I debated easing my way up to be on the front of the start line for the AA wave, but just settled for a six or seven person deep start position. Once the race started though, I found this to be a bit of a mistake, as I felt a bit limited by being stuck in a crowd and was running slower than I would have liked. On the plus side though, I figured it was not all bad, as it prevented me from starting off too fast, which I can be tempted to do on occasion.
I eventually eased into what seemed like a sustainable pace and held my own in the crowd, rarely getting passed and slowly picking people off, passing crowds of runners by just simply running the tangents. I just can't understand why so many people, maybe half that I see, swing so wide on the turns and run clear across to the far side of the street.
Around 2 miles in, I spot a short figure ahead. As I get closer, I see that it is a young girl, hard to tell her age, but she was really small and it took a while to get around her, as she was really moving strong. I looked her up later and found out that she is 12 years old and was only 11 seconds behind me. Impressive.
The "big hill" on the course at mile 4 seemed a bit slow, I noticed that my pace dipped to over 7:00 pace and my HR went up to 178, but I was careful not to blow up and with the nice downhill following, I was able to regain my momentum. Though I was pushing, I never really felt like I was going too hard and the pace seemed quite sustainable. I have no top end, just one gear really and felt like I could have sustained the pace I was running for at least twice the distance. As I neared the stadium, I could hear the announcer and I did a quick glance of my watch as I crossed Boulder Creek and was just over 37 minutes. I went back and forth between thinking I had sub 40 in the bag and thinking I would just miss it. I hammered it home the best I could on the awkward surface of the stadium with 21 seconds to spare.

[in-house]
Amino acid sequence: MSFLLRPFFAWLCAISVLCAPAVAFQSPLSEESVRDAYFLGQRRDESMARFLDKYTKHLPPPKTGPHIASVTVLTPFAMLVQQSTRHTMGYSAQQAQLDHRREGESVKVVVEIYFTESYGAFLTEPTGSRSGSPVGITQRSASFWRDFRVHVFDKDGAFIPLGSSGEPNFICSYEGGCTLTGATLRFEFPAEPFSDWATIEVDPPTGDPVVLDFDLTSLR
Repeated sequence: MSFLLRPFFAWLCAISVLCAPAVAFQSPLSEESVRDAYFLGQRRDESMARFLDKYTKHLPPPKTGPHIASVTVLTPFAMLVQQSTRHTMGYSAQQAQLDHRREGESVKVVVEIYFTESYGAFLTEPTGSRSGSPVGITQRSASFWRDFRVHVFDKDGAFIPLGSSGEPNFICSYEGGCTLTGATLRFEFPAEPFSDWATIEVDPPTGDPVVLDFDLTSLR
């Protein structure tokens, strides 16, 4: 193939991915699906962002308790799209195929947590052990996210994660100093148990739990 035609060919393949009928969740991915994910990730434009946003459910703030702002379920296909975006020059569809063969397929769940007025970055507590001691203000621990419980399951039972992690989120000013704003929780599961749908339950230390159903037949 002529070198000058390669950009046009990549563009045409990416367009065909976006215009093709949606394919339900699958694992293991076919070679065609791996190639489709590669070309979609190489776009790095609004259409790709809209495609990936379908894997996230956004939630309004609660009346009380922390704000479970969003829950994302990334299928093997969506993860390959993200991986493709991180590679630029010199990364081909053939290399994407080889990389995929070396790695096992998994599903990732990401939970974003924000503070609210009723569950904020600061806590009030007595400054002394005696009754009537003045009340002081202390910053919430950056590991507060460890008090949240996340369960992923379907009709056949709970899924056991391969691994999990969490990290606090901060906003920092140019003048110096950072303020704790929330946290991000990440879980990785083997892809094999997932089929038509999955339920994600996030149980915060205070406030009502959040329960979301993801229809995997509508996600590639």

Much of my motivation to run this race each year stems from the fact that my company pays our entry fees, but I have come to really enjoy the vibe of this race and the festive atmosphere. It is amazingly well run and organized, I hope to return for many years to come.
Of the entire AA and A waves (many of whom I caught up to), it was only myself and the guy in white who were NOT wearing tank tops (he is a trail runner too).